Tech giants must pay to stop extremists using sites, says UK terror watchdog

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Tech companies should seek to combat the spread of extremist propaganda by using their “vast” wealth to end the encryption of anonymous online messages, Britain’s terror watchdog said today.

Max Hill QC, the independent reviewer of terrorism legislation, said that it would be a “good solution” to the problem of Islamist and other dangerous material online if postings could only be made by people whose identity was known.

He said the aim would be to make such “verification” checks in “nano-seconds” using new software.

Mr Hill’s comments came in an interview with the Evening Standard during which he also called for a review of sentencing for some terrorist offences which can currently result in short prison terms. 

He said one reason was to keep pace with the impact of social media in provoking offences, which had occurred since much of the key terrorist legislation was passed. 

Facebook could “verify” users, terror experts have said (PA Archive/PA Images)

Mr Hill’s focus, however, was on how to counter the threat of terrorist propaganda online following police warnings about the increasing danger it poses.

Home Secretary Amber Rudd suggested that tech firms could face punitive new legislation if they fail to do more to remove extremist content. 

However, Mr Hill warned against using “sledgehammer” new laws.

Instead, cooperation with tech giants such as Google and Facebook offered the best way forward, including the potential introduction of “verification” checks on social media users.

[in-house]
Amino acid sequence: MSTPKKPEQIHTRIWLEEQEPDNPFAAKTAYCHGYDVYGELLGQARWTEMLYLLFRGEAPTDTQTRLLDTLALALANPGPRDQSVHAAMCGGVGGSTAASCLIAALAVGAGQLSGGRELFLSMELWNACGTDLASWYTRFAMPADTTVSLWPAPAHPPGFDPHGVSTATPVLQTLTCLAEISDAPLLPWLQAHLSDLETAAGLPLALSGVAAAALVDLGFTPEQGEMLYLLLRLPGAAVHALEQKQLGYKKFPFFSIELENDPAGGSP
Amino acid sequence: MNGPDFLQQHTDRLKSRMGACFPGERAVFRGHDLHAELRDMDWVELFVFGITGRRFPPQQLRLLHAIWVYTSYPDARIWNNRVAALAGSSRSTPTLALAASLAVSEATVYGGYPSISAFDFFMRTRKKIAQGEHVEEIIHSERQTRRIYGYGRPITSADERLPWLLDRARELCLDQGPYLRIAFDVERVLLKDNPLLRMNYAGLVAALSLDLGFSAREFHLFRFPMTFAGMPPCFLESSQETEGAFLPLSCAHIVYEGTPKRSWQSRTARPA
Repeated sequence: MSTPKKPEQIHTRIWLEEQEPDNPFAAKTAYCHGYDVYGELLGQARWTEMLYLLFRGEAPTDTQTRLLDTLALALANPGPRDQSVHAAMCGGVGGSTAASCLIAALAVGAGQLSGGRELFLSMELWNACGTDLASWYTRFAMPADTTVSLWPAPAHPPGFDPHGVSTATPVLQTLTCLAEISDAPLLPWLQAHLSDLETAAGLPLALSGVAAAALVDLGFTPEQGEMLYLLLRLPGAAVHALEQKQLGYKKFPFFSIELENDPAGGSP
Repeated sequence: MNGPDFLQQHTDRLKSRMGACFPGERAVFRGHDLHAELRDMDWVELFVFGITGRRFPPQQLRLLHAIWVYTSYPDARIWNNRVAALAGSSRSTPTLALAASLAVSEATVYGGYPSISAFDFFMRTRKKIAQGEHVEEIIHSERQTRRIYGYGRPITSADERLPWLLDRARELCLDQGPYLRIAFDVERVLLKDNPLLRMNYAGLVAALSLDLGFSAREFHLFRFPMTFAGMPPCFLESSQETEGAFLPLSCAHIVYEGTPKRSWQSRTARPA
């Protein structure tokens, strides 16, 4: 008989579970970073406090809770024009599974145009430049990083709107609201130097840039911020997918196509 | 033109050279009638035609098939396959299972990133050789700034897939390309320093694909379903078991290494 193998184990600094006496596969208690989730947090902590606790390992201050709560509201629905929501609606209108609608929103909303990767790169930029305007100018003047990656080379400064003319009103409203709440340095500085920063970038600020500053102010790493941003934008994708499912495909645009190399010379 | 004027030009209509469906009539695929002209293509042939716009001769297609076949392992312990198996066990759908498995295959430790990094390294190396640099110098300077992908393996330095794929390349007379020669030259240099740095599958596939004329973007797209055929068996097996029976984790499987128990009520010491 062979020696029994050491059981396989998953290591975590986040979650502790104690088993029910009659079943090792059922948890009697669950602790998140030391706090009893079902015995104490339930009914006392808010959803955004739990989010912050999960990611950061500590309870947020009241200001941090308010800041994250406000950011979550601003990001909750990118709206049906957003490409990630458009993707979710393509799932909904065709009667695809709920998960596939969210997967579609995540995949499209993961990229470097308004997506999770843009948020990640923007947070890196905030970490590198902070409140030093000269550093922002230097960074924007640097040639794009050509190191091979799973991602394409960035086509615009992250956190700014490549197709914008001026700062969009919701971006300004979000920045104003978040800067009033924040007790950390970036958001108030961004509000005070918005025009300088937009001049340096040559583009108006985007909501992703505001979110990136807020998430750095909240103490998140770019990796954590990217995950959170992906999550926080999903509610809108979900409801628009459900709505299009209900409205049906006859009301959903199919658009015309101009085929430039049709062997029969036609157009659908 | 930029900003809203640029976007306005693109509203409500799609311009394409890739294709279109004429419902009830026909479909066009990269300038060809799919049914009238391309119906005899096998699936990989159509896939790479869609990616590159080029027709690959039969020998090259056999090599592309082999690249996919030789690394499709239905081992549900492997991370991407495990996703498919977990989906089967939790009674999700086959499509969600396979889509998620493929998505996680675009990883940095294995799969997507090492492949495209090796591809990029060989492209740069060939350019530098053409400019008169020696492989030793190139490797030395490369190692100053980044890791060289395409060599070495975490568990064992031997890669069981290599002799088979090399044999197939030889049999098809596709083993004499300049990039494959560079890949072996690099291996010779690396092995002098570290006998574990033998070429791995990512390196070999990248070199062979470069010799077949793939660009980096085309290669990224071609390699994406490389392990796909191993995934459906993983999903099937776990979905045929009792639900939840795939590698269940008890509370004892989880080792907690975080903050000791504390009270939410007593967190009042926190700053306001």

“A discussion I have had with some of the tech companies is whether it is possible to withhold encryption pending positive identification of the internet user,” said Mr Hill.

“If the technology would permit that sort of perusal, identification and verification, prior to posting that would form a very good solution… and would not involve wholesale infringement on free speech use of the internet. 

“I’m talking about a nano-second.”

Mr Hill conceded that experts were divided as to whether such checks were feasible but that it was a debate “worth having”. 

He added: “The vast sums of money that tech companies generate … means that we should all be looking to those companies to recycle some of those profits into the fight to take down extreme material.”

On the threat of legislation, Mr Hill warned that action against the tech giants could backfire. 

“To use a big stick to beat the big tech companies is going to obstruct the process of finding technical solutions to which smaller platforms will sign up,” he said. 

“It would not be an effective solution to the problem of online extremism simply to drive the criminal publishers of that material into dark spaces which neither the police nor anybody else can reach.”

On sentencing powers, Mr Hill said that judicial discretion, including the ability to impose short jail terms, should be retained. But a review of maximum penalties for propaganda crimes and other offences was needed.

“We are seeing some very hard examples of radicalisation that is swift, online, and involves almost no face-to-face contact between radicalisers and those who are vulnerable to the extremist message,” he said. 

“In those circumstances… we should think again about sentencing.”

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